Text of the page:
A Fox News segment highlighting the fact that more Americans are benefitting from food stamps advanced the misleading notion that the United States has become a "food stamp nation" thanks in large part to the Obama administration's supposed comfort with having more people in poverty.
But the Supplemental Nutrition Assistance Program is an antipoverty program -- it's designed to keep people out of poverty. And it closely tracks with the economic situation: As the Center on Budget and Policy Priorities noted, enrollment in the program "expands when the economy weakens and contracts when the economy recovers."
During a discussion about the increase in food stamp enrollment with Fox host Neil Cavuto, conservative pundit Michelle Fields said the increase "has a lot to do with eligibility. They've expanded who can get food stamps, so we're seeing so many more people on them." She added: "That's really what this administration is all about, right, is making people feel more comfortable living in poverty because that's what food stamps are."
Though Cavuto noted that the economic situation is the cause of much of the increase in SNAP enrollment, he nevertheless suggested that spending on the program would continue at current high levels.
In fact, SNAP is an antipoverty program, designed to keep people out of poverty and lessen the extent and severity of poverty and unemployment. In 2011, for example, the program kept nearly 5 million people out of poverty, more than 2 million of them children:
The program was just as beneficial in 2010, keeping 4 million people out of poverty, including about 2 million children. Indeed, if safety net programs such as SNAP did not exist, the poverty rate would likely be twice as high.
SNAP is also a temporary program for most families, especially those who experience unemployment, a family crisis, or whose wages are too low. Data show that "[m]ore than half of all new entrants to SNAP in the mid-2000s participated for less than one year and then left the program when their immediate need had passed," reported CBPP.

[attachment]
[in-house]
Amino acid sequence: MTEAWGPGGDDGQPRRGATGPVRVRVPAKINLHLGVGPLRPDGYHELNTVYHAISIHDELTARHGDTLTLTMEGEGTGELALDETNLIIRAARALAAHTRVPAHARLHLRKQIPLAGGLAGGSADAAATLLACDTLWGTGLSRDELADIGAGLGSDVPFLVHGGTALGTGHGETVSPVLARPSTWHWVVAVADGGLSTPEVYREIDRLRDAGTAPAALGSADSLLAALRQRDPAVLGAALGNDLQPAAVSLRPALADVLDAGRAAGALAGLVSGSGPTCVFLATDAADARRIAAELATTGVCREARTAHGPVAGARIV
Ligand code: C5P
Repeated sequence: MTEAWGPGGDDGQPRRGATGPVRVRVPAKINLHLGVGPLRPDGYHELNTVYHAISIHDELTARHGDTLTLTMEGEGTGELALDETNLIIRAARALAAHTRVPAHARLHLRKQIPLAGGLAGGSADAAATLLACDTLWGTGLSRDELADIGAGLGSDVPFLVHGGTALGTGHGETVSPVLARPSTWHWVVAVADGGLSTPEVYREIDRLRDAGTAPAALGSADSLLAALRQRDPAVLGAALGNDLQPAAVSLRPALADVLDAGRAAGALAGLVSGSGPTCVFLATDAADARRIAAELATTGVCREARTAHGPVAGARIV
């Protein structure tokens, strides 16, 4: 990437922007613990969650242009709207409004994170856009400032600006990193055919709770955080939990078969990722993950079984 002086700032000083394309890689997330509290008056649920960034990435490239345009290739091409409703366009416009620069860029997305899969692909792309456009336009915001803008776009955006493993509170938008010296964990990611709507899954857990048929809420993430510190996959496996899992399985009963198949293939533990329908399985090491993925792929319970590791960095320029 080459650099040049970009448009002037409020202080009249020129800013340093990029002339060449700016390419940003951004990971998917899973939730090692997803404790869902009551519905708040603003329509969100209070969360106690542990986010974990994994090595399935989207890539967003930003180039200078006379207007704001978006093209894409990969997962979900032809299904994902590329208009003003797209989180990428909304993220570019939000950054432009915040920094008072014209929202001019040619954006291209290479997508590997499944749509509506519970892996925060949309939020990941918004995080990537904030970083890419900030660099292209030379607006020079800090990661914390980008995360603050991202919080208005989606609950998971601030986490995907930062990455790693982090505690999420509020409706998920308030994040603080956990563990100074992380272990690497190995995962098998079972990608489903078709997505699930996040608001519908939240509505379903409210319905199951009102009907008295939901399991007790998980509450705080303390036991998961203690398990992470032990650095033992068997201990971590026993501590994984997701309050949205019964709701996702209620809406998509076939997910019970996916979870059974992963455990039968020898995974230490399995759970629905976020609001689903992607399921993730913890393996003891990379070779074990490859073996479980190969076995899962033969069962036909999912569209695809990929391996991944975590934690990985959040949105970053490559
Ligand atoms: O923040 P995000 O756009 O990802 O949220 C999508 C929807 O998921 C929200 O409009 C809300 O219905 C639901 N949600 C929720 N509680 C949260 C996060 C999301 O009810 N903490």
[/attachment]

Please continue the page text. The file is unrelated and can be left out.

CBPP further noted that the increase in SNAP enrollment is closely correlated to changes in poverty, meaning that enrollment goes down as the economy strengthens:
Since December 2007, when the recession began, the number of people receiving SNAP has increased by 19 million (about 70 percent), though as of April 2012 SNAP enrollment growth appears to have ended. In some of the states hit hardest by the economic downturn, caseloads have more than doubled. For example, in Nevada, Florida, Utah, and Idaho, where the number of unemployed has increased by almost 200 percent or more, the number of SNAP participants has increased by 130 to 170 percent.
But these changes are temporary. Government spending on SNAP is expected to shrink to pre-recession levels as the economy recovers:
According to the Congressional Budget Office, SNAP enrollment is expected to decline after 2014, "reflecting an improved economic situation and a declining unemployment rate."
During the segment, Fields also suggested that SNAP recipients don't work. In fact, nearly half of all households receiving benefits report earned income:
Fox News has repeatedly misinformed about the food stamp program. Fox personalities have claimed that SNAP fosters a "culture of dependency" and have engaged in a campaign to demonize those who depend on the program to feed their families.